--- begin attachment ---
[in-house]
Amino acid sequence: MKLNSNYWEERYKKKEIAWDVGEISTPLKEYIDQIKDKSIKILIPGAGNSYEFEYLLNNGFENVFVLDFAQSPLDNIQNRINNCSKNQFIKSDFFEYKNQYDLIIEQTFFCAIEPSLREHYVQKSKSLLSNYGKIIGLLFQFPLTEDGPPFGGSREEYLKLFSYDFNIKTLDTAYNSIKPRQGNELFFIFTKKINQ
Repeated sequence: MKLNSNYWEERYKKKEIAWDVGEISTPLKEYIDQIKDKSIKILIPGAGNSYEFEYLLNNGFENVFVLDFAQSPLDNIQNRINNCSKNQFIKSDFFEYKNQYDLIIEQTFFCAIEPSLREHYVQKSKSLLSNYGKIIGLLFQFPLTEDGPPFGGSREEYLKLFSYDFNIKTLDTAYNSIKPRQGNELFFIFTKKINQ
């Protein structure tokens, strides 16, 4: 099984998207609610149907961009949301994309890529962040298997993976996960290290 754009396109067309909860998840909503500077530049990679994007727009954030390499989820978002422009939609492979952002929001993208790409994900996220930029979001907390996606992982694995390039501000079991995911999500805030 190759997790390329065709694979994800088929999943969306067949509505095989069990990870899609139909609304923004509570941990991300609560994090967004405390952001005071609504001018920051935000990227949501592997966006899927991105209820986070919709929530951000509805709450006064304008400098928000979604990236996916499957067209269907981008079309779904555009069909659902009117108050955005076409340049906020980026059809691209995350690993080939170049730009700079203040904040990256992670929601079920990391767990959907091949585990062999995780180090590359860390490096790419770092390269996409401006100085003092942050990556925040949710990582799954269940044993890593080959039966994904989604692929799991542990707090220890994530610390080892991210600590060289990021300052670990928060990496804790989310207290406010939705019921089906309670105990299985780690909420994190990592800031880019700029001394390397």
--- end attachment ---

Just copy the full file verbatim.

[in-house]
Amino acid sequence: MKLNSNYWEERYKKKEIAWDVGEISTPLKEYIDQIKDKSIKILIPGAGNSYEFEYLLNNGFENVFVLDFAQSPLDNIQNRINNCSKNQFIKSDFFEYKNQYDLIIEQTFFCAIEPSLREHYVQKSKSLLSNYGKIIGLLFQFPLTEDGPPFGGSREEYLKLFSYDFNIKTLDTAYNSIKPRQGNELFFIFTKKINQ
Repeated sequence: MKLNSNYWEERYKKKEIAWDVGEISTPLKEYIDQIKDKSIKILIPGAGNSYEFEYLLNNGFENVFVLDFAQSPLDNIQNRINNCSKNQFIKSDFFEYKNQYDLIIEQTFFCAIEPSLREHYVQKSKSLLSNYGKIIGLLFQFPLTEDGPPFGGSREEYLKLFSYDFNIKTLDTAYNSIKPRQGNELFFIFTKKINQ
């Protein structure tokens, strides 16, 4: 099984998207609610149907961009949301994309890529962040298997993976996960290290 754009396109067309909860998840909503500077530049990679994007727009954030390499989820978002422009939609492979952002929001993208790409994900996220930029979001907390996606992982694995390039501000079991995911999500805030 190759997790390329065709694979994800088929999943969306067949509505095989069990990870899609139909609304923004509570941990991300609560994090967004405390952001005071609504001018920051935000990227949501592997966006899927991105209820986070919709929530951000509805709450006064304008400098928000979604990236996916499957067209269907981008079309779904555009069909659902009117108050955005076409340049906020980026059809691209995350690993080939170049730009700079203040904040990256992670929601079920990391767990959907091949585990062999995780180090590359860390490096790419770092390269996409401006100085003092942050990556925040949710990582799954269940044993890593080959039966994904989604692929799991542990707090220890994530610390080892991210600590060289990021300052670990928060990496804790989310207290406010939705019921089906309670105990299985780690909420994190990592800031880019700029001394390397």